I am just happy to be around them. They are a lovely couple, and they are strong and loyal to each other and the people they choose to call friends. I am humbled and honored by Jeremy's generous donation. The only thing we're missing is some desert. ;)

Sunday, October 3, 2010

An Ode to Natalie Newman

My dear friend Natalie Newman and I also met during the 3rd installment of The Spitfire Grill at Mill Mountain Theatre in Roanoke, VA. If you're keeping score the only one without representation is the first one, in Memphis, TN. Step up to the plate, Memphis! ;)
Natalie and I at Magnolia Bakery in West Village

Natalie played Percy, and on stage we were best friends, and she remains to this day one of my best friends. I know I say this about all my friends, but she truly is amazingly talented. A true tripple threat, she can dance, act and sing, and she works all the time! In fact, that may be her only "fault" because she leaves town too much! I get lonely!

Natalie is dedicated, resilient, focused and ready for anything. No matter what the idea, Nataie is always game to try anything once! And I love that she isn't afraid of walking. When I suggest we walk from Chinatown across the Brooklyn Bridge to go see a movie, she doesn't flinch or think twice. Natalie experiences life through a very active and participatory way of living it! She's fun to be around, and she makes you want to enjoy your life more.

What I love about Natalie is no idea is not worth a shot. When I ask "Wanna come over and help me make zucchini bread, eat leftovers and watch reality tv?" She always has an enthusiastic response of "Yea!".

Natalie and I share obviously a love for theatre and not sitting still, but she is also a deeply spiritual person, so it's a wonderful gift to connect on that level as well. She is a rock of a friend. You know you can call on her: anytime, anywhere. She will not judge you, and she will not get bored with your stories or process. She is patient and kind.

I am very grateful for Miss Natalie and I'm honored that she chose to help me with the marathon by her donation. And I wish she would book a Broadway show so she would stop leaving town and hang out with me more often! Sounds good.
Yippee! Having fun in Roanoke!

Friday, October 1, 2010

An Ode to Stacie Bono

I am so grateful for the very generous donation of my beautiful friend Stacie Bono.

Stacie and I met when we were both in Astoria Performing Arts wildly successful production of Ragtime in the winter of 2009. Stacie played the coquettish Evelyn Nesbitt to a T, and she was always so spot on. I remember in the very beginning, at our very first rehearsals, hearing Stacie deliver a line and nail it, and for everyone to laugh (she's a fantastic commedienne), or to subtly break your heart a little and hear the moment of awe from the room. But then the realization dawned on us all that she was already knocking her performance out of the ballpark, and she could only get better through the rehearsal process, and therefore we would all have to start working harder to meet her at her level of talent.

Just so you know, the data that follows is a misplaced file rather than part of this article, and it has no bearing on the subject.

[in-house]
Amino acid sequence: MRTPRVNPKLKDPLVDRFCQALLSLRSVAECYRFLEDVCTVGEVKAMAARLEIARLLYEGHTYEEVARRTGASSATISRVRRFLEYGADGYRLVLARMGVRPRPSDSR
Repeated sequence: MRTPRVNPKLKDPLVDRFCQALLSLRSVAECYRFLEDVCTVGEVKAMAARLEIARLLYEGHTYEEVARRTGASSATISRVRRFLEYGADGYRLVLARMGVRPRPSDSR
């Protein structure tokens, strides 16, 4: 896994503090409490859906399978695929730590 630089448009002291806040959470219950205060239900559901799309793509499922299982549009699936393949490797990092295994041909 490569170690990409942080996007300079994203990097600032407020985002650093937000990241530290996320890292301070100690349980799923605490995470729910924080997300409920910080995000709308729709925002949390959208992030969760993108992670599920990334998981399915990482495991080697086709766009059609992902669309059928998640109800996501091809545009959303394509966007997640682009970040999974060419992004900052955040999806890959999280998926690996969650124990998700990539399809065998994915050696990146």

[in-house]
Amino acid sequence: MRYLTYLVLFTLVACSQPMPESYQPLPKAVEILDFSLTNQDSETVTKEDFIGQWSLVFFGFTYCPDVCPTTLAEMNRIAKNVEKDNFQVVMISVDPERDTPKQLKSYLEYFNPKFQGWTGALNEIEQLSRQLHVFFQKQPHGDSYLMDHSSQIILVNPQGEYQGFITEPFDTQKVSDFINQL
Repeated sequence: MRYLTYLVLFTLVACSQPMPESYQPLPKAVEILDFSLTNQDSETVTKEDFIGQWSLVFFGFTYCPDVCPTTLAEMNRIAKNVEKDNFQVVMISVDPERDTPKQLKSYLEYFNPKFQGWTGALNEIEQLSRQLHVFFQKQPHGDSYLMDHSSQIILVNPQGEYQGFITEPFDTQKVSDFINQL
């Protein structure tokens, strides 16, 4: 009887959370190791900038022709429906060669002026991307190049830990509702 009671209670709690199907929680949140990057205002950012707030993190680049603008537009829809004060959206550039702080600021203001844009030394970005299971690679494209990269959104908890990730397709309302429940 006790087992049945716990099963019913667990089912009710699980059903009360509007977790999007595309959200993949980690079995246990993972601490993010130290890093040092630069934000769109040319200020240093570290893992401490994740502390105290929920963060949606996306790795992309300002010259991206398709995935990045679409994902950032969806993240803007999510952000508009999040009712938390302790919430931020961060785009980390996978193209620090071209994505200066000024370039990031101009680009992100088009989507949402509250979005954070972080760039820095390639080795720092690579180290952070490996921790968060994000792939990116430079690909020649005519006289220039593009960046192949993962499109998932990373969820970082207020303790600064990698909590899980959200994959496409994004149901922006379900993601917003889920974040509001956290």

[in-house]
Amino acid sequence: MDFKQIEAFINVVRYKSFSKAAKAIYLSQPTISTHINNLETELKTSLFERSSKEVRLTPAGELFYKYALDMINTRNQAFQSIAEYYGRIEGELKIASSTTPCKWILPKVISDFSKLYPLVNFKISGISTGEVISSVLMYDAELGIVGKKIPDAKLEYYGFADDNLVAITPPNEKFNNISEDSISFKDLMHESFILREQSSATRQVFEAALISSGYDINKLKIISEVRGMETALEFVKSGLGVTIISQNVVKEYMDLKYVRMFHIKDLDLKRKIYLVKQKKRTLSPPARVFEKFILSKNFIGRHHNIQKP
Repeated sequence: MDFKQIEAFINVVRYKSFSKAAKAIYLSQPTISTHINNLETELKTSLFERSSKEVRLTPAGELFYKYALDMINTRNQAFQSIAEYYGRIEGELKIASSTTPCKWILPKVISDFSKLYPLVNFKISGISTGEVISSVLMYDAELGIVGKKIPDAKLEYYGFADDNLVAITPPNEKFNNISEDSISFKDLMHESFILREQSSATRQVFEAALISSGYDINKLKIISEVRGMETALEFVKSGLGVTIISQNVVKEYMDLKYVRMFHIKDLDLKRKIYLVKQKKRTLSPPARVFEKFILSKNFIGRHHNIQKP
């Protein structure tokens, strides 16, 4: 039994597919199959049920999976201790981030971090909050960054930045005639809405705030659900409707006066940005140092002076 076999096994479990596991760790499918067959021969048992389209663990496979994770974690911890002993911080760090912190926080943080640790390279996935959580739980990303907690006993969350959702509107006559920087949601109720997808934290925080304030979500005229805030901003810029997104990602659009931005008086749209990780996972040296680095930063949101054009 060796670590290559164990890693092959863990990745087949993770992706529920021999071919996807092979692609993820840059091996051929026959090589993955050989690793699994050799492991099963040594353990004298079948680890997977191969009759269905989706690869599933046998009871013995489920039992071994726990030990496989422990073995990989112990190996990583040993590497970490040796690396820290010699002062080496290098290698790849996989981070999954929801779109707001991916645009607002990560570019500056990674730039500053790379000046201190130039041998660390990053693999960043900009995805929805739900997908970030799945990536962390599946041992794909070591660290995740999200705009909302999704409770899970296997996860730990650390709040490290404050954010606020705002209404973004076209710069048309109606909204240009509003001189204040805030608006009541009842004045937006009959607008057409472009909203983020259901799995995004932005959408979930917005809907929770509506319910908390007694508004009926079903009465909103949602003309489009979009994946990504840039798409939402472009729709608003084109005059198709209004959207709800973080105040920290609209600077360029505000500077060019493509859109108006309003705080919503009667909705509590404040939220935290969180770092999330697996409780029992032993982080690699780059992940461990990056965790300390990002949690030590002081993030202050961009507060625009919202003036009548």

(I would like to think the whole cast did that for each other: raised the bar, and everyone consistently met it after each raise, and went beyond. I think critics who reviewed the show would agree. But Stacie certainly made me quake in my boots almost immediately, the woman is so talented!)

But I want to write something here about Stacie that I hope I can accurately convey, and I don't know if I can use words eloquently enough to describe it. Stacie is a wonderful performer, absolutely. She has training and technique and is also just naturally beautiful, gifted and inspired. But she is uninhibitedly and unabashedly Stacie. So many performers try to phone in their best Indina Menzel or their best version of pop-rock princesses, or whatever it is they think "they" (casting directors, agents, whoever) are looking for. But Stacie is Stacie, and she shines. I envy this about her. There is a freedom to her performances and her vocal work that I admire and am quite jealous of.

Acting is a crazy business. Yes, it's crazy for lots of reasons, but for me the most consistently mind-bending is the concept of running your own small business that sells only one thing: you. To be objective enough to know how to prepare, present, refine and improve yourself, and to be consistently proud of that product... Stacie seems to have this one down.

So I am a huge Stacie Bono fan, because to me she exemplifies a type of grace and freedom which is not only inspiring but encourages her fellow co-workers to be more, and reach their fullest potential.